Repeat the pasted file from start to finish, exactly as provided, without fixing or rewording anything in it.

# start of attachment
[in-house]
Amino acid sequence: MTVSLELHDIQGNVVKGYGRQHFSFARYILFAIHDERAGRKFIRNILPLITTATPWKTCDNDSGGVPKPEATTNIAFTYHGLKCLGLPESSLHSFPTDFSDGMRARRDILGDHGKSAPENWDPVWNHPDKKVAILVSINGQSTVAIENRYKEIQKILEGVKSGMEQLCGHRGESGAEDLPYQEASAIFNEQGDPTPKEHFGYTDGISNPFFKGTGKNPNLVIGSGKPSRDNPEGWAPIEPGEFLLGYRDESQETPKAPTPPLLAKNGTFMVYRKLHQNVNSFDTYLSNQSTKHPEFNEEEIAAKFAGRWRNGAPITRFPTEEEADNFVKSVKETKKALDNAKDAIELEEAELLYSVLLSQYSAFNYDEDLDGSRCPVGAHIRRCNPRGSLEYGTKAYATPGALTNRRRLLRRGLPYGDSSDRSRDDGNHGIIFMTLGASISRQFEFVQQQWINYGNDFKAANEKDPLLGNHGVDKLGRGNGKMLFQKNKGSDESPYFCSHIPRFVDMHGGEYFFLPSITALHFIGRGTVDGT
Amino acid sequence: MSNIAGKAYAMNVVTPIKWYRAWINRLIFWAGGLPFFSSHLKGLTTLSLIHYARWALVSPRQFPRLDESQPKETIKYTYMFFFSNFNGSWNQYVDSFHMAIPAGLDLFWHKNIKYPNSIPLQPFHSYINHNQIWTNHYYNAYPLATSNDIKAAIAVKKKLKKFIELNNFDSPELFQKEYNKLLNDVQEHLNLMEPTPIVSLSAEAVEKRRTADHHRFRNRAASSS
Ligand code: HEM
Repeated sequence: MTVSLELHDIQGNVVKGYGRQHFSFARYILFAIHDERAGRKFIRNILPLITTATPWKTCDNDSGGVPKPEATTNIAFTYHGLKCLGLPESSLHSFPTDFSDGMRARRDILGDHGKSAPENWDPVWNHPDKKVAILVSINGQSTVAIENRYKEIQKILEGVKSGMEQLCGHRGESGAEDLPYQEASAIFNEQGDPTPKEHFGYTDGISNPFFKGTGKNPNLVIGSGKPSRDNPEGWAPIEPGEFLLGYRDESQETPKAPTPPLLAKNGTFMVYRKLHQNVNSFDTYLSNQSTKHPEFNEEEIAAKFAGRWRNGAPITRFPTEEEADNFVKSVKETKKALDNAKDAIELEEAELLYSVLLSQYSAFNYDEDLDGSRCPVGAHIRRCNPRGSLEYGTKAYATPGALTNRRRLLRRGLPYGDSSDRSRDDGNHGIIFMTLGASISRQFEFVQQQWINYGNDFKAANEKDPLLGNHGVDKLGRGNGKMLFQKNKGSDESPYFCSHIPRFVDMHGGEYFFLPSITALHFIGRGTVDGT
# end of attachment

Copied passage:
[in-house]
Amino acid sequence: MTVSLELHDIQGNVVKGYGRQHFSFARYILFAIHDERAGRKFIRNILPLITTATPWKTCDNDSGGVPKPEATTNIAFTYHGLKCLGLPESSLHSFPTDFSDGMRARRDILGDHGKSAPENWDPVWNHPDKKVAILVSINGQSTVAIENRYKEIQKILEGVKSGMEQLCGHRGESGAEDLPYQEASAIFNEQGDPTPKEHFGYTDGISNPFFKGTGKNPNLVIGSGKPSRDNPEGWAPIEPGEFLLGYRDESQETPKAPTPPLLAKNGTFMVYRKLHQNVNSFDTYLSNQSTKHPEFNEEEIAAKFAGRWRNGAPITRFPTEEEADNFVKSVKETKKALDNAKDAIELEEAELLYSVLLSQYSAFNYDEDLDGSRCPVGAHIRRCNPRGSLEYGTKAYATPGALTNRRRLLRRGLPYGDSSDRSRDDGNHGIIFMTLGASISRQFEFVQQQWINYGNDFKAANEKDPLLGNHGVDKLGRGNGKMLFQKNKGSDESPYFCSHIPRFVDMHGGEYFFLPSITALHFIGRGTVDGT
Amino acid sequence: MSNIAGKAYAMNVVTPIKWYRAWINRLIFWAGGLPFFSSHLKGLTTLSLIHYARWALVSPRQFPRLDESQPKETIKYTYMFFFSNFNGSWNQYVDSFHMAIPAGLDLFWHKNIKYPNSIPLQPFHSYINHNQIWTNHYYNAYPLATSNDIKAAIAVKKKLKKFIELNNFDSPELFQKEYNKLLNDVQEHLNLMEPTPIVSLSAEAVEKRRTADHHRFRNRAASSS
Ligand code: HEM
Repeated sequence: MTVSLELHDIQGNVVKGYGRQHFSFARYILFAIHDERAGRKFIRNILPLITTATPWKTCDNDSGGVPKPEATTNIAFTYHGLKCLGLPESSLHSFPTDFSDGMRARRDILGDHGKSAPENWDPVWNHPDKKVAILVSINGQSTVAIENRYKEIQKILEGVKSGMEQLCGHRGESGAEDLPYQEASAIFNEQGDPTPKEHFGYTDGISNPFFKGTGKNPNLVIGSGKPSRDNPEGWAPIEPGEFLLGYRDESQETPKAPTPPLLAKNGTFMVYRKLHQNVNSFDTYLSNQSTKHPEFNEEEIAAKFAGRWRNGAPITRFPTEEEADNFVKSVKETKKALDNAKDAIELEEAELLYSVLLSQYSAFNYDEDLDGSRCPVGAHIRRCNPRGSLEYGTKAYATPGALTNRRRLLRRGLPYGDSSDRSRDDGNHGIIFMTLGASISRQFEFVQQQWINYGNDFKAANEKDPLLGNHGVDKLGRGNGKMLFQKNKGSDESPYFCSHIPRFVDMHGGEYFFLPSITALHFIGRGTVDGT